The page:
In a unanimous decision, the Supreme Court has ruled in favor of participants in Edison International’s 401(k) plan who claimed company fiduciaries violated their duty to monitor three retail-class mutual funds.
The decision in Tibble vs. Edison International overturns the ruling of the 9th Circuit Court of Appeals, which upheld a ruling from U.S. District Court for the Central District of California in favor of Edison.
“ERISA’s fiduciary duty is derived from the common law of trusts, which provides that a trustee has a continuing duty–separate and apart from the duty to exercise prudence in selecting investments at the outset—to monitor, and remove imprudent, trust investments,” wrote Justice Stephen Breyer, who delivered the opinion for the court.
The question before the court was whether the plaintiffs’ claim against three retail-class mutual funds Edison added to its investment lineup in 1999 constituted a fiduciary breach, because materially equivalent and cheaper institutional shares existed.
With respect to three other retail-class funds added in 2002, the lower courts found Edison in breach of its fiduciary duties for adding the more expensive investment options.
The District and Appellate court rulings dismissed the claims against the three funds added in 1999 on the grounds that they were not timely; one part of ERISA’s statute of limitation says that claims must be brought within six years of the alleged fiduciary breech. Edison participants brought their claim in 2007, eight years after Edison fiduciaries added the first three retail-class funds in 1999.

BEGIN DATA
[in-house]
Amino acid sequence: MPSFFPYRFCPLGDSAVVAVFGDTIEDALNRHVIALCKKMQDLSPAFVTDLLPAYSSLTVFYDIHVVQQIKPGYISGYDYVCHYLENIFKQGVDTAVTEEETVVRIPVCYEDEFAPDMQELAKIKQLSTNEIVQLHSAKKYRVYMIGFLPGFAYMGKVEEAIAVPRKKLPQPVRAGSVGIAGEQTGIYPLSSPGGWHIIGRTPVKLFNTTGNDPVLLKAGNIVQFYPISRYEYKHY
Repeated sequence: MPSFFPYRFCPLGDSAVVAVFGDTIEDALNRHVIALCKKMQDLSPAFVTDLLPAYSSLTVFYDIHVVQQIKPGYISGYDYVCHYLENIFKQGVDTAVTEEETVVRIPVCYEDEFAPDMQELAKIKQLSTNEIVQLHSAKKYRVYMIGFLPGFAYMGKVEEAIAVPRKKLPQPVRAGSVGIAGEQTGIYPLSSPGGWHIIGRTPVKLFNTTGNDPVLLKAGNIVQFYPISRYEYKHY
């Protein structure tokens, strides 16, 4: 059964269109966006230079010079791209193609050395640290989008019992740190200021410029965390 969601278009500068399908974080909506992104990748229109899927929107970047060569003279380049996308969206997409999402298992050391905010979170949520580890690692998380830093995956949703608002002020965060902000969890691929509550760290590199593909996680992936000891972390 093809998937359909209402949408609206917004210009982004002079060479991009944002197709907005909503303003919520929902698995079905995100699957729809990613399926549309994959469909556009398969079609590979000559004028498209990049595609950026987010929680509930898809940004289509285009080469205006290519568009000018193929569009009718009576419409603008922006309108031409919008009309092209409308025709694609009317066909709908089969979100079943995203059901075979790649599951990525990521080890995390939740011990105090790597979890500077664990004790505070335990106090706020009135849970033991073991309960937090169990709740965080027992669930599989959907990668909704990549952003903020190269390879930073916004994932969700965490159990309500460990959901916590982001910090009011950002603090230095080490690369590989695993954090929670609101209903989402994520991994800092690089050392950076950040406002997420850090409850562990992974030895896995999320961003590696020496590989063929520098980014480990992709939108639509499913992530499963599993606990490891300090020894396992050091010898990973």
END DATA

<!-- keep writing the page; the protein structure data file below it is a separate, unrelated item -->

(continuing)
Plaintiffs’ counsel, led by attorneys from St. Louis-based Schichter, Bogard and Denton, argued all along that ERISA’s statute of limitation requires fiduciaries to prudently monitor their investment selections, and that the six-year limit to make a claim begins at the last point fiduciaries proved to have not prudently monitored the investments, not at the time the investments were first chosen.
When accounting for that component of ERISA’s statute of limitations, the plaintiffs’ claim in Tibble vs. Edison came well before the six-year limit expired.
The Supreme Court agreed.
“So long as a plaintiff’s claim alleging breach of the continuing duty of prudence occurred within six years of suit, the claim is timely,” Justice Breyer wrote.
In the original District Court decision, Judge Stefan Wilson ruled the plaintiffs did not meet a burden to show that specific changes in circumstances occurred to require Edison fiduciaries to undertake a full due-diligence review of the funds added in 1999.
In upholding that decision, the 9th Circuit ruled that Edison fiduciaries had no obligation to review the prudence of the investments, because circumstances had not changed to require a review.
The 9th Circuit also determined that “characterizing the mere continued offering of a plan option as a subsequent breach would render” the statute of limitations meaningless, and could expose fiduciaries to liability for decisions made decades ago, according to Justice Breyer’s analysis of the lower court’s ruling.
But the 9th Circuit “did not recognize that under trust law a fiduciary is required to conduct a regular review of its investment with the nature and timing of the review contingent on the circumstances,” wrote Breyer.
Citing previous courts’ consideration of trust law when determining ERISA claims, Breyer also wrote that a trustee “has a continuing duty to monitor trust investments and remove imprudent ones. This continuing duty exists separate and apart from the trustee’s duty to exercise prudence in selecting investments at the outset.”
Furthermore, a trustee must “systematically consider all the investments of the trust at regular intervals” to ensure appropriateness, argued Breyer.
In establishing a fiduciary’s ongoing duty to monitor investments, the High Court did not issue an opinion on the specific scope of Edison’s fiduciaries to review and monitor the investments in question.
The case has been remanded to the 9th Circuit Court, which has been instructed to reconsider plaintiffs’ claims, recognizing the importance of “analogous trust law,” according to the Supreme Court’s brief.